The panel ‘Recording/remembering mobility’ had a further common theme of inclusion versus exclusion across different types of mobility. Antonia Wimbush’s paper, ‘Postcolonial mobility: Empowerment of exile’ focused on Véronique Tadjo, an Ivoirian writer and lecturer born in Paris, a Fulbright scholar with a Sorbonne doctorate. Antonia showed how Tadjo, a cosmopolitan writer, experienced a sense of exclusion from her father’s native Akan language and culture, as explored in the 2010 book Loin de mon père. Tadjo is an example, Antonia argued, of how Francophone writers can experience cultural hybridity as exile. Fabienne Cheung’s paper ‘Récits d’Ellis Island: Georges Perec’s migratory journey’ examined the 1980 film by Perec and Robert Bober, showing how the attempted objectivity of its documentary aspects contrast with the highly personal dimensions introduced by Bober and Perec, and their radical sense of non-belonging – Bober’s grandfather was among the 2% of immigrants refused entry at Ellis Island, while Perec’s family, caught up in the Holocaust, never had the chance to get there. This sense of exclusion is contrasted in the film with the experience of the majority of visitors to the island, Americans whose family had entered the USA through Ellis. Fabienne demonstrated Perec’s questioning of how identity is constructed around a sense of belonging or non-belonging. Finally, Fanny Louvier’s paper highlighted the lives of French female domestic servants in the period 1900-1940, and the complex social mobilities that they experienced. These servants frequently wrote about the novelty of encountering new kinds of food in service. Eating ‘upper-class’ food (and taking knowledge of it home) could supply a sense of successful mobility, a new identity that was embraced. Alternatively, preserving local food customs of their region of origin could be a way to maintain a sense of identity while in service. The acquisition of new cultural forms could leave domestic servants with a sense of double exclusion – mocked by their culture of origin and disdained by their employers: Fanny discussed this in terms of ‘the hidden injuries of class’. The discussion showed that all three papers had in common the idea of exclusion as the flipside of mobility – puncturing the often uplifting narratives of mobility and adding a mournful or melancholic aspect.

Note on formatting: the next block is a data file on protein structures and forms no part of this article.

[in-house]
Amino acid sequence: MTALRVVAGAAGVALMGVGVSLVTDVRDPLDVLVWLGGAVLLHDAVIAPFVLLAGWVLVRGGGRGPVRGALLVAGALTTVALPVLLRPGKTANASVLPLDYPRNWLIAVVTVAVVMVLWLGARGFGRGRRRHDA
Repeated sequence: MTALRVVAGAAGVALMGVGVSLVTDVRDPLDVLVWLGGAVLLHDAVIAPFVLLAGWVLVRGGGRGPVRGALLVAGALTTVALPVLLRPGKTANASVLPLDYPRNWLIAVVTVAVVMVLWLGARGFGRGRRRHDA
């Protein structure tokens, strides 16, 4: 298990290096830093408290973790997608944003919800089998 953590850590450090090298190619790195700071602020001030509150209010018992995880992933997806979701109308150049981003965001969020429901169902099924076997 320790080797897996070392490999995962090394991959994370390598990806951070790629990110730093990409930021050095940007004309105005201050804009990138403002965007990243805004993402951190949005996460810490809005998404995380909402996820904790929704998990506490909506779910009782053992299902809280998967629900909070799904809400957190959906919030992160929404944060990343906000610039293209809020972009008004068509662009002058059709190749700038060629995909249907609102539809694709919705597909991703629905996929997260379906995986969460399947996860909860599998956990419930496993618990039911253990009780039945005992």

Richard Bates, University of Nottingham